Now Neiman Marcus Says It Was Hit by Data-Thieving Hackers

It seems like consumers can’t catch a break. Neiman Marcus is the latest retailer, following Target, to reveal that its customer credit and debit card data was compromised during the holiday shopping season.

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Neiman Marcus released a statement late Friday admitting that it’s known since mid-December about a security breach in its customer credit card data. The Secret Service and a private forensics firm are investigating, and it appears that transactions on Neiman Marcus’ website were not affected. But it is still unclear how many card numbers or how much customer data was stolen.

The situation is especially concerning given recent news that 40 million credit and debit card numbers, and personal information from 70 million people, was stolen from Target. Though there is currently no evidence that the Neiman Marcus and Target hacks are related or were perpetrated by the same people, their close timing in mid-December could indicate a connection.

Reuters reported Monday morning that at least three other prominent U.S. stores, possibly outlet mall chains, recently had credit card data hacked. Security journalist Brian Krebs told NPR’s Planet Money recently that in the last three years, “I would say things have gotten bigger, the bad guys are getting smarter and more efficient at moving this information once it’s stolen.”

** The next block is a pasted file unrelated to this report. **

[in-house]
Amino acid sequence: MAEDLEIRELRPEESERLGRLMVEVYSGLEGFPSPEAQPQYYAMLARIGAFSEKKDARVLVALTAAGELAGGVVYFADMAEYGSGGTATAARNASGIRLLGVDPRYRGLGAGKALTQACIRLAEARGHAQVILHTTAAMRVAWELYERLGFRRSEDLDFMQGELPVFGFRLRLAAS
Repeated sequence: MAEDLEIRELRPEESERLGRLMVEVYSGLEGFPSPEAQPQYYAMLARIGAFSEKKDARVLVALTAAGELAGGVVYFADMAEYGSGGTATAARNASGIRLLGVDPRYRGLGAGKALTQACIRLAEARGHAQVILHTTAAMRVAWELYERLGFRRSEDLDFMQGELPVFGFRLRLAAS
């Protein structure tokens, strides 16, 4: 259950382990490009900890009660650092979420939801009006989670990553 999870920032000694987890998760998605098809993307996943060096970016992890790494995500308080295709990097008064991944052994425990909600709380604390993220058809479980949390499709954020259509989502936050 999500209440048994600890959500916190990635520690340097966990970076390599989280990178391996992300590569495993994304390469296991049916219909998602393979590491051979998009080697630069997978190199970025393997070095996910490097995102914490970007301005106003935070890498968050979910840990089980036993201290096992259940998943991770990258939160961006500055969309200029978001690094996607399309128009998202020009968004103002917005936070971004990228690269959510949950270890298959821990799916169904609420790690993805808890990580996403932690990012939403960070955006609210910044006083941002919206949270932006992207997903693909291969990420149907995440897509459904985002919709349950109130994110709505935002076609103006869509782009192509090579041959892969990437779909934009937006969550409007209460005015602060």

Though it is unclear how much of this is related, “law enforcement sources” told Reuters that they are looking into major Eastern European hackers who have been responsible for a significant portion of cybercrime in the last 10 years.

The growing problem is also raising questions about whether banks or retailers are responsible for costs when a security breach requires action to protect consumers and stop unauthorized spending. The debate is prompting plans for a Senate banking committee hearing in the next few weeks.

Banks and retailers are pointing the finger at each other. But both need to take steps toward better security. For instance, often people who buy stolen card numbers fabricate dummy cards with those digits to use for in-person transactions. Security features that made cards significantly harder to fake—like adding internal chips on which identifying information is encrypted or requiring PIN numbers for all purchases—could deter criminals from that approach. And if retailers had better security on their internal servers, keeping card numbers and other sensitive data encrypted at almost all times, hackers would have less to gain from infiltrating corporate databases.

Short of completely eliminating the problem, of course, the goal should be reducing the likelihood of these enormous jackpots: Hackers shouldn’t be able to get 40 million card numbers just by accessing information from one large retailer. Repeated “success” makes this particular type of cyber crime increasingly appealing, which will lead to more incidents if things don’t change.